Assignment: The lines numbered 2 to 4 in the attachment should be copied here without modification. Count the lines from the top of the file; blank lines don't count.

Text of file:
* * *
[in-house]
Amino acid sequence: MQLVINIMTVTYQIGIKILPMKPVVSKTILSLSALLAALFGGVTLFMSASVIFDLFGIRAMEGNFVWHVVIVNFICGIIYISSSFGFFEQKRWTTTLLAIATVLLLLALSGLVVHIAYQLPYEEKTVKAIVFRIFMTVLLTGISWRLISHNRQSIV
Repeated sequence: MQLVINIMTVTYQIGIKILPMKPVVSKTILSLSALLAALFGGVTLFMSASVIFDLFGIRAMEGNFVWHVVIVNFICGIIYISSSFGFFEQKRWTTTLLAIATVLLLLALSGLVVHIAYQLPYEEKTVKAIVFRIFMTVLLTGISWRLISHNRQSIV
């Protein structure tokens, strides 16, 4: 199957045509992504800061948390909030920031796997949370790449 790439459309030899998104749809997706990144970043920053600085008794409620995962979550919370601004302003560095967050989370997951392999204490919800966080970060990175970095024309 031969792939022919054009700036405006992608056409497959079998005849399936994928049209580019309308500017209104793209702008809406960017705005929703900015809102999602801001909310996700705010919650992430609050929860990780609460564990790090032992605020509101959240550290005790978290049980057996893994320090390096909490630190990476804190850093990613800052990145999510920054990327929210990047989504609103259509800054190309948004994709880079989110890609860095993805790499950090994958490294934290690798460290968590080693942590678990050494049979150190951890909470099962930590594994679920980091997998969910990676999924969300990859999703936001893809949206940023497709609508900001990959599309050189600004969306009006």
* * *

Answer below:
Amino acid sequence: MQLVINIMTVTYQIGIKILPMKPVVSKTILSLSALLAALFGGVTLFMSASVIFDLFGIRAMEGNFVWHVVIVNFICGIIYISSSFGFFEQKRWTTTLLAIATVLLLLALSGLVVHIAYQLPYEEKTVKAIVFRIFMTVLLTGISWRLISHNRQSIV
Repeated sequence: MQLVINIMTVTYQIGIKILPMKPVVSKTILSLSALLAALFGGVTLFMSASVIFDLFGIRAMEGNFVWHVVIVNFICGIIYISSSFGFFEQKRWTTTLLAIATVLLLLALSGLVVHIAYQLPYEEKTVKAIVFRIFMTVLLTGISWRLISHNRQSIV
């Protein structure tokens, strides 16, 4: 199957045509992504800061948390909030920031796997949370790449 790439459309030899998104749809997706990144970043920053600085008794409620995962979550919370601004302003560095967050989370997951392999204490919800966080970060990175970095024309 031969792939022919054009700036405006992608056409497959079998005849399936994928049209580019309308500017209104793209702008809406960017705005929703900015809102999602801001909310996700705010919650992430609050929860990780609460564990790090032992605020509101959240550290005790978290049980057996893994320090390096909490630190990476804190850093990613800052990145999510920054990327929210990047989504609103259509800054190309948004994709880079989110890609860095993805790499950090994958490294934290690798460290968590080693942590678990050494049979150190951890909470099962930590594994679920980091997998969910990676999924969300990859999703936001893809949206940023497709609508900001990959599309050189600004969306009006």